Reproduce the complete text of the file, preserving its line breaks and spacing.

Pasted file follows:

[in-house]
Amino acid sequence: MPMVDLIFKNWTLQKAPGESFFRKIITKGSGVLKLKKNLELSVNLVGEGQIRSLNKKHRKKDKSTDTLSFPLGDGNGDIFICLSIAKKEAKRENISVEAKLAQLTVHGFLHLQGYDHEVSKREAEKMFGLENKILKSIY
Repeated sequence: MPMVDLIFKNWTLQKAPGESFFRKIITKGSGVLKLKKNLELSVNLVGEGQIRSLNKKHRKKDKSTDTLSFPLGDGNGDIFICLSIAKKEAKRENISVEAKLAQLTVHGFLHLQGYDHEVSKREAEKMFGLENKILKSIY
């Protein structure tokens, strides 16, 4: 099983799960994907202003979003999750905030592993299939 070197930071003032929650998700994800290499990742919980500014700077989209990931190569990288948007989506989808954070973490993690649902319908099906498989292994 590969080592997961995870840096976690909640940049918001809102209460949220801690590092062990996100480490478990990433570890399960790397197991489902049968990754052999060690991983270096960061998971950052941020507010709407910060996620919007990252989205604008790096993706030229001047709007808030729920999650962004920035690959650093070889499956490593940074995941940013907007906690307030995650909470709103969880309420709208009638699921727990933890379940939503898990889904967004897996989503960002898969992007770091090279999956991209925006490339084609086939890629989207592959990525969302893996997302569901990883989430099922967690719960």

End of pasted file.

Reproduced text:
[in-house]
Amino acid sequence: MPMVDLIFKNWTLQKAPGESFFRKIITKGSGVLKLKKNLELSVNLVGEGQIRSLNKKHRKKDKSTDTLSFPLGDGNGDIFICLSIAKKEAKRENISVEAKLAQLTVHGFLHLQGYDHEVSKREAEKMFGLENKILKSIY
Repeated sequence: MPMVDLIFKNWTLQKAPGESFFRKIITKGSGVLKLKKNLELSVNLVGEGQIRSLNKKHRKKDKSTDTLSFPLGDGNGDIFICLSIAKKEAKRENISVEAKLAQLTVHGFLHLQGYDHEVSKREAEKMFGLENKILKSIY
């Protein structure tokens, strides 16, 4: 099983799960994907202003979003999750905030592993299939 070197930071003032929650998700994800290499990742919980500014700077989209990931190569990288948007989506989808954070973490993690649902319908099906498989292994 590969080592997961995870840096976690909640940049918001809102209460949220801690590092062990996100480490478990990433570890399960790397197991489902049968990754052999060690991983270096960061998971950052941020507010709407910060996620919007990252989205604008790096993706030229001047709007808030729920999650962004920035690959650093070889499956490593940074995941940013907007906690307030995650909470709103969880309420709208009638699921727990933890379940939503898990889904967004897996989503960002898969992007770091090279999956991209925006490339084609086939890629989207592959990525969302893996997302569901990883989430099922967690719960």